Today I planted spring onions in this cleared space between the lettuce and peppers. It used to house the failed radishes. We’re in a new moon phase and that’s supposed to be good for spring onions. I planted 2 rows and hope I get heaps of ’em. The package says they like a lime-rich (not sure if this bed is or no) organic-rich (this bed is where a bunch of beer mash went so I’d say yes to that one) soil. Harvest should be in 2-3 months so I have a while to wait and see.
I also planted more tarragon in the small patch behind the last pepper. I’m a bit desperate now. There is one little bunch of something (weeds or tarragon? who knows) where I planted the 4 groups of tarragon in the lettuce bed, but one of the groups of sprouts that gave me hope later vanished in the jaws of some critter. These new ones should appear within 2 weeks if they are going to. I figure I’ll just have to keep planting them until something comes up somewhere!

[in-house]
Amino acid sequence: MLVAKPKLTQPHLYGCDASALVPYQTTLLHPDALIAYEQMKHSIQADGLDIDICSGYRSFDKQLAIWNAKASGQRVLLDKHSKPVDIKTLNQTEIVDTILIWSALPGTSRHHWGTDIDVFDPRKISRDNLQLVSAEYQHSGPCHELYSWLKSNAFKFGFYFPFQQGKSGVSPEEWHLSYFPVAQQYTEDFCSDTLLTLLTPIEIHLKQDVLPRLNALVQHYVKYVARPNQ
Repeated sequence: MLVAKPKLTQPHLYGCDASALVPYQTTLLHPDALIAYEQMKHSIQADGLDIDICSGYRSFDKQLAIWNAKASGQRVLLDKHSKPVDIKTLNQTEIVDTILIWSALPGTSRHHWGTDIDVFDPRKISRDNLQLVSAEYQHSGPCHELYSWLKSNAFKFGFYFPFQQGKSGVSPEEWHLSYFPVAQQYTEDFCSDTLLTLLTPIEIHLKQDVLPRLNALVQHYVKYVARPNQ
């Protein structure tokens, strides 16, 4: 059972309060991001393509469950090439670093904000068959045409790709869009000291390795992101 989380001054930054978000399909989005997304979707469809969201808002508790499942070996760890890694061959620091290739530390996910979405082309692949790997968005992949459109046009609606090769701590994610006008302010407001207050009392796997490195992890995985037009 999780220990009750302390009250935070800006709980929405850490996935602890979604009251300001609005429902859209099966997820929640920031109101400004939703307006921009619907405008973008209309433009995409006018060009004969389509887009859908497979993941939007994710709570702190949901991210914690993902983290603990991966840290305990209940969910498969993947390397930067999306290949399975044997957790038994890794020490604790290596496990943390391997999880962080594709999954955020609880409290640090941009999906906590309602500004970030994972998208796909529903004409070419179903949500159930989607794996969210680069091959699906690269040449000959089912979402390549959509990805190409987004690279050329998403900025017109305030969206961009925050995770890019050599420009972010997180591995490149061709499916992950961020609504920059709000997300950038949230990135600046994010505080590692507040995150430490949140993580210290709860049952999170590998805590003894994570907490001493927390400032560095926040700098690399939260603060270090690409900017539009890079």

Here is the same bed after the Tash defence has been installed. No bed is left unprotected any more. And no branch is pruned that isn’t enlisted in a full anti-Tash assault.
As for other pests, aphids in particular, I’ve kind of surrendered. The celery at the back of this lettuce bed started curling up something fierce (you can see it in the bottom photo if you blow it up). The basil is affected a little as well. On closer inspection they were swarming with tiny white aphids (which I needed my glasses to find). The tenants left a “natural based” insect spray and I used it yesterday – then again today (focussing primarily on the celery and this time getting the underside of the leaves like you’re supposed to). It’s mainly garlic and pyrethrum apparently. But I’d rather not have to spray with anything from the shops. Faced with losing my celery though, I’m spraying.
Update 4 May 2011: Spring Onions and tarragon were total failures. The spring onions sprouted and then died (too warm I suppose) the tarragon seeds proved to be faulty.